With reference next to FIGS. 2 and 3 the gemstone mounting apparatus is seen to include three components, namely the just described base 20 plus a stone positioning and holding module 25, and a lid 30. With no gemstone present in FIGS. 2 and 3, the base upper surface 21 is seen to bear central location x-y axis target indicia 24 or cross hairs. The centering and holding module 25 is seen to comprise a rectangular frame having opposed sides 26 and 27 which are conjoined right angularly with two other, opposed sides 28 and 29. These sides are dimensioned so that lower portions of three of them may be place snuggly about the sides of the base 20. They may also be provided with set screws to hold the two components together. The side 27 is stepped so as to have a ledge 27'. Side 26 also has a ledge 26' that is coplanar with the ledge 27'. A pair of rails 32 is mounted so as to extend between the sides 28 and 29. Similarly, another pair of rails 34 extends between the sides 26 and 27 above the rails 32. A pair of positioning and gripping bars 36 is mounted for movement along the rails 32. Similarly, another pair of positioning and gripping bars 38 is movably mounted to the rails 34 above the bars 36. The bars 36 are provided with elongated, wedge-shaped projections 36' aligned with one of the cross hairs of the target 24. Similarly, the bars 38 are provided with wedge-shaped projections 38' aligned with the other cross hair of the target 24. The projections 38' depend downwardly beneath the bars 38 themselves, as may be seen in FIG. 3. The bars 36 are biased away from the sides 28 and 29 toward the target 24 by compression springs 40 mounted upon the rails 32 between the bars and the sides 28 and 29. The bars 38 are also spring biased toward the target 24 by compression springs 41 mounted upon the rails 34. With this construction it is seen that the bars 36 and 38, unless otherwise restrained, are spring biased to bring their wedge-shaped projections 36' and 38' above and into mutual contact alignment over and with the center of the target 24.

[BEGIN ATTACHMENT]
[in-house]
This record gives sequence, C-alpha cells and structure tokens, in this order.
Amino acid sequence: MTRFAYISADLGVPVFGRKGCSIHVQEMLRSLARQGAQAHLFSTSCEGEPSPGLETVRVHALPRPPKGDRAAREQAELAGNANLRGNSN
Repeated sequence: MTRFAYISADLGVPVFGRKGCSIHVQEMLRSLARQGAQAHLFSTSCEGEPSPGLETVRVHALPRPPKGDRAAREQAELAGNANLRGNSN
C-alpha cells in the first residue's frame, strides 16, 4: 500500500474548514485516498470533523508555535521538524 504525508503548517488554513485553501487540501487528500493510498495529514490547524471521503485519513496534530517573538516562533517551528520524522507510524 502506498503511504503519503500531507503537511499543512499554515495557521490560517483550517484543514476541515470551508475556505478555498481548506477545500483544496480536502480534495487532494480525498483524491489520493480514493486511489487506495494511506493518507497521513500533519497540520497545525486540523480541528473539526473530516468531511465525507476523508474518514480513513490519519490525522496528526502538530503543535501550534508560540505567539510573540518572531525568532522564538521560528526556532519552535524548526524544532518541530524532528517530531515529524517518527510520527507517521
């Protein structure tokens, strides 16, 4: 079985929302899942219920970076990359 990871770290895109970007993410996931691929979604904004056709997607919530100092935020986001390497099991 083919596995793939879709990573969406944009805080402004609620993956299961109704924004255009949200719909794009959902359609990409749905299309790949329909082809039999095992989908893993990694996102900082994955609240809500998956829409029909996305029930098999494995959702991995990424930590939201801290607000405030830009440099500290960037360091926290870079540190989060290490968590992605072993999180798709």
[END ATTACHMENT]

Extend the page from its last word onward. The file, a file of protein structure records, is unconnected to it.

With continued reference to FIGS. 2 and 3, the positioning and holding or gripping module 25 is further seen to have a knurled knob 50 rotatable mounted centrally to the side 28 aligned with one hair of the target 24 and another knurled knob 51 rotatably mounted to the side 26 and also aligned with the other hair of the target 24. A flexible wire 52 extends from a capstan portion of the knob 50 over the outside of side 28 and then over an arcuate guide 55 that projects outwardly from wall 26 and in through an unshown channel in the wall 26 formed in alignment with the target 24 to terminate at one of the bars 38. Another flexible wire 53 extends from that portion of the capstan of the knob 50 located diametrically opposite the point at which the wire 52 is attached to it over another portion of the outside of side 28, around a guide 56 through another aligned hole in side 27 to terminate at the other bar 38. Similarly, a flexible wire 54 extends from a capstan portion 51 of knob 51' of the knob 51 over another guide 57 that projects outwardly from the sidewall 29 to bar 36 aligned with the target 24. Yet another wire 56 extends from the capstan portion 51' of knob 51 to the other guide bar 36 over another guide 59 mounted to the outside of wall 28. With this arrangement a manual twisting of the knob 50 causes the bars 38 to move in unison either towards or away from the target 24. A twisting of the knob 51 causes the bars 36 to move in unison either towards or away from the target 24. Each knob is preferably provided with unshown detents so that the bars may be temporarily held in a spread position spaced from the target.